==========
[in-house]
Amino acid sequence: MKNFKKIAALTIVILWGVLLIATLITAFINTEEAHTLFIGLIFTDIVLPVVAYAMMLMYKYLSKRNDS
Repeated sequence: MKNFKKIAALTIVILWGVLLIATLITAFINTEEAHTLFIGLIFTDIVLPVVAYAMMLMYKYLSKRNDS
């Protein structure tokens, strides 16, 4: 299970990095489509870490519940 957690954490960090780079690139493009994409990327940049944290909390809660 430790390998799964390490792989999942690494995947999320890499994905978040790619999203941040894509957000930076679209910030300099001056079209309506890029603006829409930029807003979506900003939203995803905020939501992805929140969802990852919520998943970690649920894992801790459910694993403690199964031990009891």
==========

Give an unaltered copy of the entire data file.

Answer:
[in-house]
Amino acid sequence: MKNFKKIAALTIVILWGVLLIATLITAFINTEEAHTLFIGLIFTDIVLPVVAYAMMLMYKYLSKRNDS
Repeated sequence: MKNFKKIAALTIVILWGVLLIATLITAFINTEEAHTLFIGLIFTDIVLPVVAYAMMLMYKYLSKRNDS
């Protein structure tokens, strides 16, 4: 299970990095489509870490519940 957690954490960090780079690139493009994409990327940049944290909390809660 430790390998799964390490792989999942690494995947999320890499994905978040790619999203941040894509957000930076679209910030300099001056079209309506890029603006829409930029807003979506900003939203995803905020939501992805929140969802990852919520998943970690649920894992801790459910694993403690199964031990009891």